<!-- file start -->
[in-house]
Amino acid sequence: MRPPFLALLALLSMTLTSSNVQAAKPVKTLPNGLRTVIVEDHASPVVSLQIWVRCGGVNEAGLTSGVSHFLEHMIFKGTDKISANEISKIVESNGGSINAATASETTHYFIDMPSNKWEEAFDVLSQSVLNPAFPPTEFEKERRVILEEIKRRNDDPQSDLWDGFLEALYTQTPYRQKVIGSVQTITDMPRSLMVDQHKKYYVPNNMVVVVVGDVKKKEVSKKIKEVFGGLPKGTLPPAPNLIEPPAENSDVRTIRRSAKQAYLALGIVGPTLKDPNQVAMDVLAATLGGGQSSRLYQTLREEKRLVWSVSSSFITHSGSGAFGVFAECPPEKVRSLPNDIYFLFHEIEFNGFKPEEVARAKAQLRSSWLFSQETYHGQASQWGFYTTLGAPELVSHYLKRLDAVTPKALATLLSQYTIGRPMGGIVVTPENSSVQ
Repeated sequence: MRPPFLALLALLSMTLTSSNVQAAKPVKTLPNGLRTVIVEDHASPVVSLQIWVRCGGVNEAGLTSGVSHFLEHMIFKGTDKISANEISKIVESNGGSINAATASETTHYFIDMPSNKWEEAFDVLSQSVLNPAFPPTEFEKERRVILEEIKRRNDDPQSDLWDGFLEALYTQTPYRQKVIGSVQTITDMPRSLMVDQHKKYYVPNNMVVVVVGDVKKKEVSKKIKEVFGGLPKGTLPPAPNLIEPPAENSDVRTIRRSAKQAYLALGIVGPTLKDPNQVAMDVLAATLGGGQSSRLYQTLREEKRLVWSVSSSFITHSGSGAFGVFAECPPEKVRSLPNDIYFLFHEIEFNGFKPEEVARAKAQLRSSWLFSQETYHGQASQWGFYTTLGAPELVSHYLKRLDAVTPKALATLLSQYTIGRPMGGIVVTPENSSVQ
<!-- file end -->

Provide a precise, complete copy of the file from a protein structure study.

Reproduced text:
[in-house]
Amino acid sequence: MRPPFLALLALLSMTLTSSNVQAAKPVKTLPNGLRTVIVEDHASPVVSLQIWVRCGGVNEAGLTSGVSHFLEHMIFKGTDKISANEISKIVESNGGSINAATASETTHYFIDMPSNKWEEAFDVLSQSVLNPAFPPTEFEKERRVILEEIKRRNDDPQSDLWDGFLEALYTQTPYRQKVIGSVQTITDMPRSLMVDQHKKYYVPNNMVVVVVGDVKKKEVSKKIKEVFGGLPKGTLPPAPNLIEPPAENSDVRTIRRSAKQAYLALGIVGPTLKDPNQVAMDVLAATLGGGQSSRLYQTLREEKRLVWSVSSSFITHSGSGAFGVFAECPPEKVRSLPNDIYFLFHEIEFNGFKPEEVARAKAQLRSSWLFSQETYHGQASQWGFYTTLGAPELVSHYLKRLDAVTPKALATLLSQYTIGRPMGGIVVTPENSSVQ
Repeated sequence: MRPPFLALLALLSMTLTSSNVQAAKPVKTLPNGLRTVIVEDHASPVVSLQIWVRCGGVNEAGLTSGVSHFLEHMIFKGTDKISANEISKIVESNGGSINAATASETTHYFIDMPSNKWEEAFDVLSQSVLNPAFPPTEFEKERRVILEEIKRRNDDPQSDLWDGFLEALYTQTPYRQKVIGSVQTITDMPRSLMVDQHKKYYVPNNMVVVVVGDVKKKEVSKKIKEVFGGLPKGTLPPAPNLIEPPAENSDVRTIRRSAKQAYLALGIVGPTLKDPNQVAMDVLAATLGGGQSSRLYQTLREEKRLVWSVSSSFITHSGSGAFGVFAECPPEKVRSLPNDIYFLFHEIEFNGFKPEEVARAKAQLRSSWLFSQETYHGQASQWGFYTTLGAPELVSHYLKRLDAVTPKALATLLSQYTIGRPMGGIVVTPENSSVQ